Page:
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Basic usage

Introduction

Including DocTester into your build is dead simple. You just extend your TestClass with extends DocTester and you are ready to go.

This creates documentation when you run the testcase, and also gives you access to a range of useful commands.

You can see best how DocTester works by looking at the following example:

public class ApiControllerDocTest extends DocTester {
    
    String GET_ARTICLES_URL = "/api/{username}/articles.json";
    String POST_ARTICLE_URL = "/api/{username}/article.json";

    @Test
    public void testGetAndPostArticleViaJson() {
        
        sayNextSection("Retrieving articles for a user (Json)");
        
        say("Retrieving all articles of a user is a GET request to " + GET_ARTICLES_URL);
        
        Response response = sayAndMakeRequest(
               Request
                    .GET().url(testServerUrl().path((GET_ARTICLES_URL.replace("{username}", USER)))));
        
        ArticlesDto articlesDto = response.payloadAs(ArticlesDto.class);

        sayAndAssertThat("We get back all 3 articles of that user ", 3, equalTo(articlesDto.articles.size()));

        }
}

This in turn generates the following documentation:

A screenshot of the generated html output

What DocTester generates

Once your ran your testcase that extends DocTester you can find two files inside directory target/site/doctester. One file is named after your test.

For instance the doctest of class com.mycompany.ApiControllerDocTest will be written to a file target/site/doctester/com.mycompany.ApiControllerDocTest.html.

The second file named index.html contains a listing of all DocTests you executed. This comes in handy if you want to publish your DocTests on a website. You can simply point the users to the index.html and they have access to all DocTester documentation of your project.

The Api of DocTester and what it means

The basic idiom of DocTester is say. If you write DocTests always have in mind that you are not writing a traditional test, but documentation for the user. Therefore your tests should depict a typical usecase. Getting data, querying and interface, posting data and so on.

Always use natural language inside your say commands.

And a bonus tip: Please actually read the documentation DocTester generates. It should make sense and should really help to understand your application and your interface.

sayNextSection(String string)

Renders a headline with html formatting <h1> to your page.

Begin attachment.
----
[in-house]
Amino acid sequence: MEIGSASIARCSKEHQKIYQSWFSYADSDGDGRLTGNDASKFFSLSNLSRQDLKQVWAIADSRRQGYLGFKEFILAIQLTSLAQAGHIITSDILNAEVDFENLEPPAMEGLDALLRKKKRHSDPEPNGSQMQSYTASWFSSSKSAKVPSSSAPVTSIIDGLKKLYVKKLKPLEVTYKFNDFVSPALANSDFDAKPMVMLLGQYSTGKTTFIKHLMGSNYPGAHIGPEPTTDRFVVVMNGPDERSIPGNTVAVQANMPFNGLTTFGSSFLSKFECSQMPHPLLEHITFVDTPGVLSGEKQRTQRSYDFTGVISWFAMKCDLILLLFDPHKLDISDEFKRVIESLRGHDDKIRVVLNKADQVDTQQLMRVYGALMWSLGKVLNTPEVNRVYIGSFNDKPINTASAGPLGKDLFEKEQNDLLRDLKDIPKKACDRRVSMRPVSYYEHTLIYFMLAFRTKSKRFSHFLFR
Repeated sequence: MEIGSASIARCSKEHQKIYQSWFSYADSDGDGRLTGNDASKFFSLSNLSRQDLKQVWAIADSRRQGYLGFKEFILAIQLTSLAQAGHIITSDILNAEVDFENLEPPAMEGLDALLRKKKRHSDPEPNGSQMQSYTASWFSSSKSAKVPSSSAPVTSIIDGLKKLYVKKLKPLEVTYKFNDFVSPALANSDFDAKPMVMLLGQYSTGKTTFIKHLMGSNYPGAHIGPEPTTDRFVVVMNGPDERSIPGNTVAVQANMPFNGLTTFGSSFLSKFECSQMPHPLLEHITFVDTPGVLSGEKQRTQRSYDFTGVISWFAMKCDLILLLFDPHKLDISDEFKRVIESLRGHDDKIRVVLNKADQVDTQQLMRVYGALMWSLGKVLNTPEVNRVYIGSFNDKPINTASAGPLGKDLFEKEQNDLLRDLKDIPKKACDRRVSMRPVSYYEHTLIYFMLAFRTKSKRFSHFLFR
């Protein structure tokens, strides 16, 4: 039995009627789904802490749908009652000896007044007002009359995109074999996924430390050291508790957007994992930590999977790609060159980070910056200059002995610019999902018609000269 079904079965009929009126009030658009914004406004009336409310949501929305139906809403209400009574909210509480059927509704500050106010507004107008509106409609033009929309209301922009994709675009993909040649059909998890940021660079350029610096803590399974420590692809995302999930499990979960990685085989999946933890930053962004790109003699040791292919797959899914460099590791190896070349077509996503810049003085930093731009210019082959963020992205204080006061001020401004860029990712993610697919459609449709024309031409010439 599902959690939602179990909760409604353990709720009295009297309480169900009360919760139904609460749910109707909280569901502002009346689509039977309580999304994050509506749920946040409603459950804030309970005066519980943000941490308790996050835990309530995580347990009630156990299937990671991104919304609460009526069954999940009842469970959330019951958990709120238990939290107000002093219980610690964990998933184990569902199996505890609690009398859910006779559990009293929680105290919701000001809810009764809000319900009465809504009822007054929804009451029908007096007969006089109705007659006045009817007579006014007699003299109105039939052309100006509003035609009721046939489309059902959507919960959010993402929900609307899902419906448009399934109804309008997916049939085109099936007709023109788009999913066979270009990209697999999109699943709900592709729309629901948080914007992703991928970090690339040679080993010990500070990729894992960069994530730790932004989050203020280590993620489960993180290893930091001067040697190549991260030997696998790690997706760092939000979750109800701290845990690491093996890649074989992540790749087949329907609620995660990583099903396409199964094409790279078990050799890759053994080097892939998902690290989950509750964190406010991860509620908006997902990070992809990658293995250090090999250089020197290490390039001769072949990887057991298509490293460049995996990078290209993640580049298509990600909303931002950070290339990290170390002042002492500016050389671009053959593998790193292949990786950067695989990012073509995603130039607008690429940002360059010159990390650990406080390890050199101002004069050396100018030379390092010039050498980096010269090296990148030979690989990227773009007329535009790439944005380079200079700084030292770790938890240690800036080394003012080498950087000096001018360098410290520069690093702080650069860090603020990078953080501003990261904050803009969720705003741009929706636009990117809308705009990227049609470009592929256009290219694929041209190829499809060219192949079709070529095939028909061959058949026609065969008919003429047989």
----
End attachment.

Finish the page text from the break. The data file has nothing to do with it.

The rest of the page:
say(String string)

Renders a paragraph with html formatting <p> to your page.

say(String string)

Renders a paragraph with html formatting <p> to your page.

sayRaw(String string)

Renders the provided string directly into the document. Nice if you want to render supercustom html.

sayAndAssertThat(…)

This is a typical Hamcrest assert. Simply add a message and use any matchers like

sayAndAssertThat("We get back all 3 articles of that user ", 3, equalTo(articlesDto.articles.size()));.

The big difference between a DocTester assert and a Hamcrest assert is that DocTester renders a green box with the message.

You can of course skip using DocTesters sayAndAssert and simply use the regular assertThat.

But sometimes it is just nice to assert something important visually.

sayAndMakeRequest(Request request)

This method executes a request via a headless browser. You can configure the Request yourself by providing url, path, query parameters and payload.

The cool thing is that DocTester automatically generates a nice box that will document the request (headers, cookies etc) and the response (headers, payload…).

This means users of your Api can easily see what is going on and what they can expect from your Api.

sayAndMakeRequest has a little cousin called makeRequest which works exactly the same way, but does not document anything. Sometimes handy when you want to do stuff you don’t want to document all the time like logging into your Api for instance.

Some examples.

Performing a GET request:


//Let's assume we want to list all user via our Api.
Response response = sayAndMakeRequest(
               Request
                    .GET().url(testServerUrl().path("/api/users")));

Users users = response.payloadAs(Users.class);

Performing a GET request with query parameters:


//Let's assume we want to list all user via our Api
// and add a query parameter:
Response response = sayAndMakeRequest(
               Request
                    .GET().url(testServerUrl().path("/api/users")
                                                        .addQueryParameter("search", "Bob Mossley"));

Users users = response.payloadAs(Users.class);

Performing a POST request:


// Let's say we want to create a new user:
User user = new User("username");

Response response = sayAndMakeRequest(
               Request
                    .POST().url(testServerUrl().path("/api/user"))
                    .contentTypeApplicationJson()
                    .payload(username));

The Api should be fluent and your IDE will help you to discover how you can modify requests and inspect responses.

More

There are more methods, and you can easily find out more about them via code completion and JavaDocs in your favorite IDE.

Some more information

You usually should extend DocTester and overwrite at least testServerUrl().

public Url testServerUrl() {

    return Url.host("http://localhost:xxxx");
}

That way you can use nice chaining when assembling your calls via makeRequest(…) and sayAndMakeRequest(…).

Please find more information in chapter advanced integration.